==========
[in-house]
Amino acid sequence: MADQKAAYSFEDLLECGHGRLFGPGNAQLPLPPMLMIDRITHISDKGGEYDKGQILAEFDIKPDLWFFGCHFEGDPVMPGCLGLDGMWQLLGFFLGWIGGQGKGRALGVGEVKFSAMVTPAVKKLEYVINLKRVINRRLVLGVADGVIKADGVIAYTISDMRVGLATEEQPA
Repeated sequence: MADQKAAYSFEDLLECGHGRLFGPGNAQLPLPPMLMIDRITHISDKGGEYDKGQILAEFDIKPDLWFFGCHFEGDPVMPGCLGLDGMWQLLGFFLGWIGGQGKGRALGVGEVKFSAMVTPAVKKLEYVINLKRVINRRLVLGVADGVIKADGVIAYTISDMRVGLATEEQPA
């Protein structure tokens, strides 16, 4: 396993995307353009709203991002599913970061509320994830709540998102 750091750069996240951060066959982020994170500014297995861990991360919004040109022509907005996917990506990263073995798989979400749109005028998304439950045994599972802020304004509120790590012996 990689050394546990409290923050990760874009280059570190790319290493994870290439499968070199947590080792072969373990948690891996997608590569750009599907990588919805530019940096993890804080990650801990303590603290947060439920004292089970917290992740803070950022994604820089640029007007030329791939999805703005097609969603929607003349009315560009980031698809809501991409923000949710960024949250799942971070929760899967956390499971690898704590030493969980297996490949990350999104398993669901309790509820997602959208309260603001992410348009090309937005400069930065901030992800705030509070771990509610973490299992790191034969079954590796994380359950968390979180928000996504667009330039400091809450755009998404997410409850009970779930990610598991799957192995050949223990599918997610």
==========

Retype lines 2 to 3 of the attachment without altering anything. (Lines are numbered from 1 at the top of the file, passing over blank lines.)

Amino acid sequence: MADQKAAYSFEDLLECGHGRLFGPGNAQLPLPPMLMIDRITHISDKGGEYDKGQILAEFDIKPDLWFFGCHFEGDPVMPGCLGLDGMWQLLGFFLGWIGGQGKGRALGVGEVKFSAMVTPAVKKLEYVINLKRVINRRLVLGVADGVIKADGVIAYTISDMRVGLATEEQPA
Repeated sequence: MADQKAAYSFEDLLECGHGRLFGPGNAQLPLPPMLMIDRITHISDKGGEYDKGQILAEFDIKPDLWFFGCHFEGDPVMPGCLGLDGMWQLLGFFLGWIGGQGKGRALGVGEVKFSAMVTPAVKKLEYVINLKRVINRRLVLGVADGVIKADGVIAYTISDMRVGLATEEQPA